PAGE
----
Also, Lists do not suffer from the Home timelines terrible algorithm. For that reason alone it is worth building a List or two.

One List of mine that has stuck around is the idea of a “Scratch” list. Today I call it “Heap”. Call it whatever you want, but this allows you to add random accounts to this List and see if they stick. If they do, it is worth taking the time to categorize them.

Not all accounts fit into a category. People, for instance, tweet about all sorts of things. So I find that my relationship with them ends up becoming the name of the List. And for everything else, I have a List called “Lump of People”. I have no idea where I get these names.

I cannot imagine using Twitter without Lists. So I’m glad they are investing in the feature rather than removing or ignoring it.

If you haven’t tried Lists on Twitter I recommend you give them a spin.

Now, if only Instagram would give me some way do to this same thing I’d use it a lot more.

My interpretations of announcements by Apple, Facebook, Google, Microsoft and Twitter

Apple pre-announcing something: “We’re excited to get this in customer’s hands late next year”. My interpretation: “We never pre-announce things. Why are we doing this? We’re terrible at it. In fact, we make fun of other companies for doing it! Steve Jobs would never allow this! (mostly) We must be doing this because some group of people is really angry with us. Oh, and this product will likely never ship and we’ll tell you about it after the market closes on a Friday”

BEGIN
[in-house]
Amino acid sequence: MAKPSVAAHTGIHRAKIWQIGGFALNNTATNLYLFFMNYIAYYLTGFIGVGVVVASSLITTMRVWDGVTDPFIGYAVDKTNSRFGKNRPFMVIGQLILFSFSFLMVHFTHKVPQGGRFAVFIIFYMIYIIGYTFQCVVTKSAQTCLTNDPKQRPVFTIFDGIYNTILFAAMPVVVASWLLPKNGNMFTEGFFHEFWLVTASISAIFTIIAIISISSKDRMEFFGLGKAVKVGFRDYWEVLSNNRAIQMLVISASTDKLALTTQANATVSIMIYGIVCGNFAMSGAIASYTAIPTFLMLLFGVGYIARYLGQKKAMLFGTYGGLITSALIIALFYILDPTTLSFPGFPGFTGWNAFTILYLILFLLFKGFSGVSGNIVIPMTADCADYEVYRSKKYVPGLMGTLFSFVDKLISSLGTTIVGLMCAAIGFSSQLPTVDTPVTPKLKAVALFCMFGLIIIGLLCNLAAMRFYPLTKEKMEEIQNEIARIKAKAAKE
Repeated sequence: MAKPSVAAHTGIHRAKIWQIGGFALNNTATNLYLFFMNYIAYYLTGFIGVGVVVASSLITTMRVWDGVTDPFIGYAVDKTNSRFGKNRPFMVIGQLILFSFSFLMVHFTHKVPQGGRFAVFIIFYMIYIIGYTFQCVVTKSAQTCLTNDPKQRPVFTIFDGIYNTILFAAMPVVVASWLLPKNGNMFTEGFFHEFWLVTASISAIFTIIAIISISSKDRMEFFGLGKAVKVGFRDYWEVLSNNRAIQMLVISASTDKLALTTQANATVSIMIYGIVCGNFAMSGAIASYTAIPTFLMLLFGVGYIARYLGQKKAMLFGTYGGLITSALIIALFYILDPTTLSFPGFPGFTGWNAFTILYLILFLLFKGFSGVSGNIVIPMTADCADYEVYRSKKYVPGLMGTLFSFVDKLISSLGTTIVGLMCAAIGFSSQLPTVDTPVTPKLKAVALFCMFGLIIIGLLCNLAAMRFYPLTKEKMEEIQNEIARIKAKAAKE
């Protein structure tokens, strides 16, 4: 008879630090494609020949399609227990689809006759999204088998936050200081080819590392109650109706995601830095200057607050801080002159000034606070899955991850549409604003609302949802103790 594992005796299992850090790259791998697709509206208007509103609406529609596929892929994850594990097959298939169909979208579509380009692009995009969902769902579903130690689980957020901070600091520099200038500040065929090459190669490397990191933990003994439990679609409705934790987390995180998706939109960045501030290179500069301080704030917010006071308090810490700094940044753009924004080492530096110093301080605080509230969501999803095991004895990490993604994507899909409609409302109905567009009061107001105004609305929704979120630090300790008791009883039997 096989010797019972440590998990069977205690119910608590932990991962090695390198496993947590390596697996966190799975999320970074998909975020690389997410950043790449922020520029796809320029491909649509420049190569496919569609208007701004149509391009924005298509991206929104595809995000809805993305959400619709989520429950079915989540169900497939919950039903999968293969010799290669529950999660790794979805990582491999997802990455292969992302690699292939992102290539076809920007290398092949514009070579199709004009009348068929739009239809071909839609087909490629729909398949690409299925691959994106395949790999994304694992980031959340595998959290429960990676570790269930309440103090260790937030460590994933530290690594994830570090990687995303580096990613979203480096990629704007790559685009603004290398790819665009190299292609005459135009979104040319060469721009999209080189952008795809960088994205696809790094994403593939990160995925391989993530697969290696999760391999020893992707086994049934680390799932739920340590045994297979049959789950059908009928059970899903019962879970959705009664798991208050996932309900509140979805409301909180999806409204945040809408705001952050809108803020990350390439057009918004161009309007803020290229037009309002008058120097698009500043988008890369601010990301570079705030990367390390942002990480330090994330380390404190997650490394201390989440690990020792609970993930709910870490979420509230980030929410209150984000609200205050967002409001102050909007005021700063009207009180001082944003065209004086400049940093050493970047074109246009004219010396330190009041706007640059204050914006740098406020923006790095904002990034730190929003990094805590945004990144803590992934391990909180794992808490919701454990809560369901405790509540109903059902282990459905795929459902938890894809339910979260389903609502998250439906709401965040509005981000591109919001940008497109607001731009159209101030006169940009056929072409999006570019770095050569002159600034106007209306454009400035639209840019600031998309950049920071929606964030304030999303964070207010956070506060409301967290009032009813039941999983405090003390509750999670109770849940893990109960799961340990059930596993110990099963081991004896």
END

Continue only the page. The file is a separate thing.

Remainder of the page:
Apple reassuring their customer base of an upcoming update (read: late in whatever next year is) to a beloved product by a small set of people: “We love the Mac”. My interpretation: “Crickts.” (E key didn’t work)

Apple announcing something that is available today: “We think our customers will love it. Available today. $PremiumPrice”. My interpretation: “Yes, other companies have tried to build this. Yes, our’s is much better in nearly every way. We’ve perfected it. And it is made of diamond and leather and unobtainium. Hence the price. Enjoy.”

Facebook, calling a mea culpa: “We didn’t intend for this to happen. And it happened only to # of users.” My interpretation: “We totally intended for this to happen. We just didn’t intend to get caught. But I don’t know why because we ALWAYS get caught. Oh, and it actually happened to many multiples of # of users. You’ll find that out in a few days.”

Facebook announcing something: “We are connecting people all over the world.” My interpretation: “Our massive drones are really to collect even more information about people than we already collect and sell to that information to people we say we won’t sell information to. Oh, and to misinform people about just about every topic possible.”